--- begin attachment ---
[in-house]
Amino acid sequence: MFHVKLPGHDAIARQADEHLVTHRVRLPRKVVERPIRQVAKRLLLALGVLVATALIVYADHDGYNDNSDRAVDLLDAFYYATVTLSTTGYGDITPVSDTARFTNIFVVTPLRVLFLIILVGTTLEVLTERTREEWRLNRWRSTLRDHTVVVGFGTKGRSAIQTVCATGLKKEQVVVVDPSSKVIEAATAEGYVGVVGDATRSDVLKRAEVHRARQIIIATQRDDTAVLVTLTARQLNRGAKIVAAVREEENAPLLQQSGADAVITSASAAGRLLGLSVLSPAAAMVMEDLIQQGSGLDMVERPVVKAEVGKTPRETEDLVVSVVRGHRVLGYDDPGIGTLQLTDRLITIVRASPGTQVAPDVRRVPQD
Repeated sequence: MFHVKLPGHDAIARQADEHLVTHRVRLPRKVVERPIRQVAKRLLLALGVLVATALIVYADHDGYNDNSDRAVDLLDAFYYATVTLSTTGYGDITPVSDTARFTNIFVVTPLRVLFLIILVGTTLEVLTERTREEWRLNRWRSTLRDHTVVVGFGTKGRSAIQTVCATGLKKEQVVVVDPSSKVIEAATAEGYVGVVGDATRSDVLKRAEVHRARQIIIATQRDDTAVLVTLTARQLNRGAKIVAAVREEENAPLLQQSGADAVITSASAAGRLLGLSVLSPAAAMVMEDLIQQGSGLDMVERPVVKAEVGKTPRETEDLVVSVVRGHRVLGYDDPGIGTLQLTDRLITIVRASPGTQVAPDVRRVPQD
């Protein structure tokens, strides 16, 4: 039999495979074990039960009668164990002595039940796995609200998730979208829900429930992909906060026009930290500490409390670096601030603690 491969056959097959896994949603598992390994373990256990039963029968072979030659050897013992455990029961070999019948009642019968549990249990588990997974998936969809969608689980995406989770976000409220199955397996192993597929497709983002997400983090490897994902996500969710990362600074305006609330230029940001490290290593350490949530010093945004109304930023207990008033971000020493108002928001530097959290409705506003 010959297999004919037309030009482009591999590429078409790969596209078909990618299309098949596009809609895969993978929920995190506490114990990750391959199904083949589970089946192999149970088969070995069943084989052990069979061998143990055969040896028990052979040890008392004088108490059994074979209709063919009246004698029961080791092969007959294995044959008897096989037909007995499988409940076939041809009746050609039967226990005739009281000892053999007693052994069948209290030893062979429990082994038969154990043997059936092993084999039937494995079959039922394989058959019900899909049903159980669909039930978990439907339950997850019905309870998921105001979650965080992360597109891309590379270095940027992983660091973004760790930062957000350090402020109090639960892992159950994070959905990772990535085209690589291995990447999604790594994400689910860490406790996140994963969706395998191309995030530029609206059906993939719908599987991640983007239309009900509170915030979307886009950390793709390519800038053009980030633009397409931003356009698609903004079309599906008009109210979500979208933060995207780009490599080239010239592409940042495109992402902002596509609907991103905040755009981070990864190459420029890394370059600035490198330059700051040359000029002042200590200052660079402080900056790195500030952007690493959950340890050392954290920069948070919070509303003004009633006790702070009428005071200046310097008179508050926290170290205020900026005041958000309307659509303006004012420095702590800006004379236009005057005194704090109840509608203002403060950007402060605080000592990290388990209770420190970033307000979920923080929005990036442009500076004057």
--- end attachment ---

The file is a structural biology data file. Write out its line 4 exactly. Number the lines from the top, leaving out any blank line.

């Protein structure tokens, strides 16, 4: 039999495979074990039960009668164990002595039940796995609200998730979208829900429930992909906060026009930290500490409390670096601030603690 491969056959097959896994949603598992390994373990256990039963029968072979030659050897013992455990029961070999019948009642019968549990249990588990997974998936969809969608689980995406989770976000409220199955397996192993597929497709983002997400983090490897994902996500969710990362600074305006609330230029940001490290290593350490949530010093945004109304930023207990008033971000020493108002928001530097959290409705506003 010959297999004919037309030009482009591999590429078409790969596209078909990618299309098949596009809609895969993978929920995190506490114990990750391959199904083949589970089946192999149970088969070995069943084989052990069979061998143990055969040896028990052979040890008392004088108490059994074979209709063919009246004698029961080791092969007959294995044959008897096989037909007995499988409940076939041809009746050609039967226990005739009281000892053999007693052994069948209290030893062979429990082994038969154990043997059936092993084999039937494995079959039922394989058959019900899909049903159980669909039930978990439907339950997850019905309870998921105001979650965080992360597109891309590379270095940027992983660091973004760790930062957000350090402020109090639960892992159950994070959905990772990535085209690589291995990447999604790594994400689910860490406790996140994963969706395998191309995030530029609206059906993939719908599987991640983007239309009900509170915030979307886009950390793709390519800038053009980030633009397409931003356009698609903004079309599906008009109210979500979208933060995207780009490599080239010239592409940042495109992402902002596509609907991103905040755009981070990864190459420029890394370059600035490198330059700051040359000029002042200590200052660079402080900056790195500030952007690493959950340890050392954290920069948070919070509303003004009633006790702070009428005071200046310097008179508050926290170290205020900026005041958000309307659509303006004012420095702590800006004379236009005057005194704090109840509608203002403060950007402060605080000592990290388990209770420190970033307000979920923080929005990036442009500076004057």